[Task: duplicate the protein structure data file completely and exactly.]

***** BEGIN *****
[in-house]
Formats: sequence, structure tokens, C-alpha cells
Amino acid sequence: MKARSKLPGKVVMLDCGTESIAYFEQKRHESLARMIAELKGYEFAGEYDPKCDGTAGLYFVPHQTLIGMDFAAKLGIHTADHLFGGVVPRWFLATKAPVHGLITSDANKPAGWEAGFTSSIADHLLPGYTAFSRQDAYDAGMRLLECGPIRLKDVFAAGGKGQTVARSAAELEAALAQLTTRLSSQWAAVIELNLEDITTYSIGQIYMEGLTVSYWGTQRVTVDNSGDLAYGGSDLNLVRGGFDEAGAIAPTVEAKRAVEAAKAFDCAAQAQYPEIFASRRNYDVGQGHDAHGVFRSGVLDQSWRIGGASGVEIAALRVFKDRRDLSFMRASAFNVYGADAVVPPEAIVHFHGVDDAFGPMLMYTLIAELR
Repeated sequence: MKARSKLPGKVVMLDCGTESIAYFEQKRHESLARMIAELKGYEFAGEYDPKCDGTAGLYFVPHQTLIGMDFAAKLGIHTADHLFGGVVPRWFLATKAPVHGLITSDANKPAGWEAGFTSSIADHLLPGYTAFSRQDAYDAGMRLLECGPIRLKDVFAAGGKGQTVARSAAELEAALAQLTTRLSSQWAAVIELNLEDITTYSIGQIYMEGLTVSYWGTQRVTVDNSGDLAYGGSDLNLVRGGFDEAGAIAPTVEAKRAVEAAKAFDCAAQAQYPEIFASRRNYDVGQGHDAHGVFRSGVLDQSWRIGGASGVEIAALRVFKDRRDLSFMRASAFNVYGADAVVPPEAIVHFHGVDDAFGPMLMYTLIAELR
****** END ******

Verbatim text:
[in-house]
Formats: sequence, structure tokens, C-alpha cells
Amino acid sequence: MKARSKLPGKVVMLDCGTESIAYFEQKRHESLARMIAELKGYEFAGEYDPKCDGTAGLYFVPHQTLIGMDFAAKLGIHTADHLFGGVVPRWFLATKAPVHGLITSDANKPAGWEAGFTSSIADHLLPGYTAFSRQDAYDAGMRLLECGPIRLKDVFAAGGKGQTVARSAAELEAALAQLTTRLSSQWAAVIELNLEDITTYSIGQIYMEGLTVSYWGTQRVTVDNSGDLAYGGSDLNLVRGGFDEAGAIAPTVEAKRAVEAAKAFDCAAQAQYPEIFASRRNYDVGQGHDAHGVFRSGVLDQSWRIGGASGVEIAALRVFKDRRDLSFMRASAFNVYGADAVVPPEAIVHFHGVDDAFGPMLMYTLIAELR
Repeated sequence: MKARSKLPGKVVMLDCGTESIAYFEQKRHESLARMIAELKGYEFAGEYDPKCDGTAGLYFVPHQTLIGMDFAAKLGIHTADHLFGGVVPRWFLATKAPVHGLITSDANKPAGWEAGFTSSIADHLLPGYTAFSRQDAYDAGMRLLECGPIRLKDVFAAGGKGQTVARSAAELEAALAQLTTRLSSQWAAVIELNLEDITTYSIGQIYMEGLTVSYWGTQRVTVDNSGDLAYGGSDLNLVRGGFDEAGAIAPTVEAKRAVEAAKAFDCAAQAQYPEIFASRRNYDVGQGHDAHGVFRSGVLDQSWRIGGASGVEIAALRVFKDRRDLSFMRASAFNVYGADAVVPPEAIVHFHGVDDAFGPMLMYTLIAELR